The other side of confessing “I can’t” is “God can.” God can “remove” our sinfulness. Every time the word “sin” is used in Luke, the words for “to forgive” or “forgiveness” are also present.

At least for Luke—and I believe for us—we cannot talk about sin without the offer of forgiveness. Robert Capon in Hunting the Divine Fox, points out the church’s real job.

The church is not in the morals business. The world is in the morals business, quite rightfully; and it has done a fine job of it, all things considered. The history of the world’s moral codes is a monument to the labors of many philosophers, and it is a monument of striking unity and beauty. As C.S. Lewis said, anyone who thinks the moral codes of mankind are all different should be locked up in a library and be made to read three days’ worth of them. He would be bored silly by the sheer sameness.
What the world cannot get right, however, is the forgiveness business—and that, of course, is the church’s real job. She is in the world to deal with the sin which the world can’t turn off or escape from. She is not in the business of telling the world what’s right and wrong so that it can do good and avoid evil. She is in the business of offering, to a world which knows all about that tiresome subject, forgiveness for its chronic unwillingness to take its own advice. But the minute she even hints that morals, and not forgiveness, is the name of her game, she instantly corrupts the Gospel and runs headlong into blatant nonsense.

The “moral church” becomes, not Ms. Forgiven Sinner, but Ms. Right. Christianity becomes the good guys in here versus the bad guys out there. Which, of course, is pure tripe. The church is nothing but the world under the sign of baptism.

Luke adds the other verses to his quote of Isaiah 40:3—those about the transformation of the ups and downs, and sideways-ness of life into straight and smooth and level paths. While this image can lead to the idea of reversal—that is, the rich become poor and the poor become rich—it seems more likely that Luke intends a meaning of equality. In other words, the rich and poor meet in the middle. I think that part of this equality is Luke’s emphasis that in God’s kingdom (and church) human differences don’t matter. There will be rich and poor. There will be slaves and free. There will be males and females. There will be young and old. There will be Jews and Gentiles. There will also be straight and gay. All are invited. We might say, here there is a level playing field for all people. “All flesh will see the salvation of God.” None are excluded from the means of God’s salvation.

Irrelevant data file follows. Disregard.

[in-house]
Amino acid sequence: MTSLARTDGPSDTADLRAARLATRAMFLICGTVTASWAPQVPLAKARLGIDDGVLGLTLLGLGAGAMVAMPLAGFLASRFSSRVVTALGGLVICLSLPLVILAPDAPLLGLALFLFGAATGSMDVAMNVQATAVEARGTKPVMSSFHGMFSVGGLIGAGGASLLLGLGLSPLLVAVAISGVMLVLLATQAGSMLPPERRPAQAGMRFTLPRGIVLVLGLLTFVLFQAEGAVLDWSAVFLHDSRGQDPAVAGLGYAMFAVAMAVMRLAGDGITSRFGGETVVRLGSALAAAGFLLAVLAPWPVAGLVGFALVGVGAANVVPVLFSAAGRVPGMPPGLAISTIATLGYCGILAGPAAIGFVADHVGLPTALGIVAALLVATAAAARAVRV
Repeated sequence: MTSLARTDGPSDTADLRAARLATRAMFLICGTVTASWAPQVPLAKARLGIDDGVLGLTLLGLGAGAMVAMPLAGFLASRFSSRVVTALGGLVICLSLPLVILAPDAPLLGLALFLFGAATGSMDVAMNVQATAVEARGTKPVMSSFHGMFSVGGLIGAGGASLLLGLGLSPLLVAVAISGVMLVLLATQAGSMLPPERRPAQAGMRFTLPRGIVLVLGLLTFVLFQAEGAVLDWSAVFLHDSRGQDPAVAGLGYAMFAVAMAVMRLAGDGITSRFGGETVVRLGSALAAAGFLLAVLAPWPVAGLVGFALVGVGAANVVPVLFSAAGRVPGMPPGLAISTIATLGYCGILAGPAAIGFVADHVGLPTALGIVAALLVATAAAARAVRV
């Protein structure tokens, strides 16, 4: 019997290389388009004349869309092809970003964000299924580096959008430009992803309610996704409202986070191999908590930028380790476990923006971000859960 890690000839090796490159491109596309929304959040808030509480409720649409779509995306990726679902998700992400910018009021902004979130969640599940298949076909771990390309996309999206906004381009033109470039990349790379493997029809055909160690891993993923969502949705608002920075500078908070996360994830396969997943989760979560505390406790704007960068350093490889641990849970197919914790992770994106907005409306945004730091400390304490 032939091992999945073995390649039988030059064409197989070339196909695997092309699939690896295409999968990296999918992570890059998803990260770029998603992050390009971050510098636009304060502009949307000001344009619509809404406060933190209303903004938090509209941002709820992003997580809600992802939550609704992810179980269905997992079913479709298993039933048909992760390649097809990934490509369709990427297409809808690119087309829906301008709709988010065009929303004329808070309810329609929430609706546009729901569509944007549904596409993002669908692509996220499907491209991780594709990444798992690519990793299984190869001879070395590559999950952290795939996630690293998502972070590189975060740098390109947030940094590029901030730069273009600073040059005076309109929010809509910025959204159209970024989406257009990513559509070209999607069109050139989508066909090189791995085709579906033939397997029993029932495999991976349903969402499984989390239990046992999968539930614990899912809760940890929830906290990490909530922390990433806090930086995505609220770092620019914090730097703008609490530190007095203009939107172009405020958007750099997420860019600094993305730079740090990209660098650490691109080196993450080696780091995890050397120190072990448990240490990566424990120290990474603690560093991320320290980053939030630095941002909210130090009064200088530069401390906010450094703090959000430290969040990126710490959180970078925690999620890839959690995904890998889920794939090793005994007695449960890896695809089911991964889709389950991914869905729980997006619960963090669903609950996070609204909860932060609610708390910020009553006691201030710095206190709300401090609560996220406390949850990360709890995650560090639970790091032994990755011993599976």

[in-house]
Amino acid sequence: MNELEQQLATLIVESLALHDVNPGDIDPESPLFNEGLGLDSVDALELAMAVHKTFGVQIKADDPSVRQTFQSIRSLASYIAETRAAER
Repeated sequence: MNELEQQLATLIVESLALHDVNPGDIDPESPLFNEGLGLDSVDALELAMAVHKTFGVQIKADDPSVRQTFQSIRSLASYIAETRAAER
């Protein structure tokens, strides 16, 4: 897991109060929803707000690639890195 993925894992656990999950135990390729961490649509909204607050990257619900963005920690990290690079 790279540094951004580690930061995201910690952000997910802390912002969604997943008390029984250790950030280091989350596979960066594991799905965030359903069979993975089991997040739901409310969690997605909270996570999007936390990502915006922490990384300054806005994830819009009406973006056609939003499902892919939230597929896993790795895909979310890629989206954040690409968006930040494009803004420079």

The only other time this particular word for “salvation” (soterion) is used in all of the gospels, is when Simeon sings: “My eyes have seen your salvation, which you have prepared in the presence of all peoples, a light for revelation to the Gentiles and for glory to your people Israel” (2:30-32).

What did Simeon see when he declares he has seen God’s salvation? He had seen the infant Jesus, and there was a change in Simeon’s thinking about death.

Later in the gospel a closely related word (soteria) is used when Jesus tells Zacchaeus, “Today salvation has come to this house” (19:9). What had come to his house? Jesus had invited himself over and there was change in Zacchaeus’ thinking about wealth.

“Savior” carried the idea of “victory over enemies.” Enemies were outside forces—an invading army or a disease that had invaded the body. Salvation meant defeating and driving out the army or healing the disease.

Jesus, the Savior, has come, and enemies are still all around us. There are still armies that invade and suppress people. There are still germs that invade bodies. There is still sin in the world and in our lives. The world isn’t what it should be. Our lives aren’t what we would like them to be. How can we say that God’s salvation has come? Nothing seems to have changed. There are still hills and valleys and crooked and rough roads. There are inequalities between people. All are not treated equally. Many people do not see God’s salvation.

Often people miss God’s salvation because they are looking in the wrong places. Like his followers in old Jerusalem, they want to see a powerful military leader or a great physician. The savior is a baby in a manger. The salvation is seen in the face of an infant or in an adult who invites himself for supper. Seeing God’s salvation means seeing Jesus—one who doesn’t save himself from death on the cross.

We don’t live in a perfect world. There are still wars. There are still diseases. There are still rough roads to travel. But we don’t look to the world to see God’s salvation, we look to Jesus—Jesus present in Scriptures—Jesus in the manger—Jesus on the cross—Jesus present in the sacraments—Jesus present in our coming together in his name—Jesus present in the lives of his followers—Jesus present and eating with sinners. Do we see Jesus’ presence in the person next to us in the pew—or behind and in front of us?

Perhaps when we begin to see Jesus in each other and in ourselves and treat one another (and ourselves) as we would treat Jesus; more of the world might have a glimpse of God’s salvation.